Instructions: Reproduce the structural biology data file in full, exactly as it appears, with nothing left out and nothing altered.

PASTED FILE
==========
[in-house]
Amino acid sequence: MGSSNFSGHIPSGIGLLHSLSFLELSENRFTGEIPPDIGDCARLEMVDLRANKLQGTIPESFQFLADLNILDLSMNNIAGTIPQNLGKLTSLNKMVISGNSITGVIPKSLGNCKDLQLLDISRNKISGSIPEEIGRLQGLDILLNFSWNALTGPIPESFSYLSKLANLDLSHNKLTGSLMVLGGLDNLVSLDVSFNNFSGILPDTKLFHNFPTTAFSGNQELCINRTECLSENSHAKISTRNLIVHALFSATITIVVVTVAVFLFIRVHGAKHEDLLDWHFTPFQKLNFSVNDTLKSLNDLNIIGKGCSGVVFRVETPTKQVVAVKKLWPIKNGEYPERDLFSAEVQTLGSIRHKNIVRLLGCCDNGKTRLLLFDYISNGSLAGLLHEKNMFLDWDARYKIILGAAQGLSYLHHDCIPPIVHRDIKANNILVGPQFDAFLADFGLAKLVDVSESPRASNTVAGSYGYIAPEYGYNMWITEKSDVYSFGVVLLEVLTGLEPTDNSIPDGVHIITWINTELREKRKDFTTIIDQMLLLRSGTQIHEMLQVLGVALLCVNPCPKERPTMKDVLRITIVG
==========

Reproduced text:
[in-house]
Amino acid sequence: MGSSNFSGHIPSGIGLLHSLSFLELSENRFTGEIPPDIGDCARLEMVDLRANKLQGTIPESFQFLADLNILDLSMNNIAGTIPQNLGKLTSLNKMVISGNSITGVIPKSLGNCKDLQLLDISRNKISGSIPEEIGRLQGLDILLNFSWNALTGPIPESFSYLSKLANLDLSHNKLTGSLMVLGGLDNLVSLDVSFNNFSGILPDTKLFHNFPTTAFSGNQELCINRTECLSENSHAKISTRNLIVHALFSATITIVVVTVAVFLFIRVHGAKHEDLLDWHFTPFQKLNFSVNDTLKSLNDLNIIGKGCSGVVFRVETPTKQVVAVKKLWPIKNGEYPERDLFSAEVQTLGSIRHKNIVRLLGCCDNGKTRLLLFDYISNGSLAGLLHEKNMFLDWDARYKIILGAAQGLSYLHHDCIPPIVHRDIKANNILVGPQFDAFLADFGLAKLVDVSESPRASNTVAGSYGYIAPEYGYNMWITEKSDVYSFGVVLLEVLTGLEPTDNSIPDGVHIITWINTELREKRKDFTTIIDQMLLLRSGTQIHEMLQVLGVALLCVNPCPKERPTMKDVLRITIVG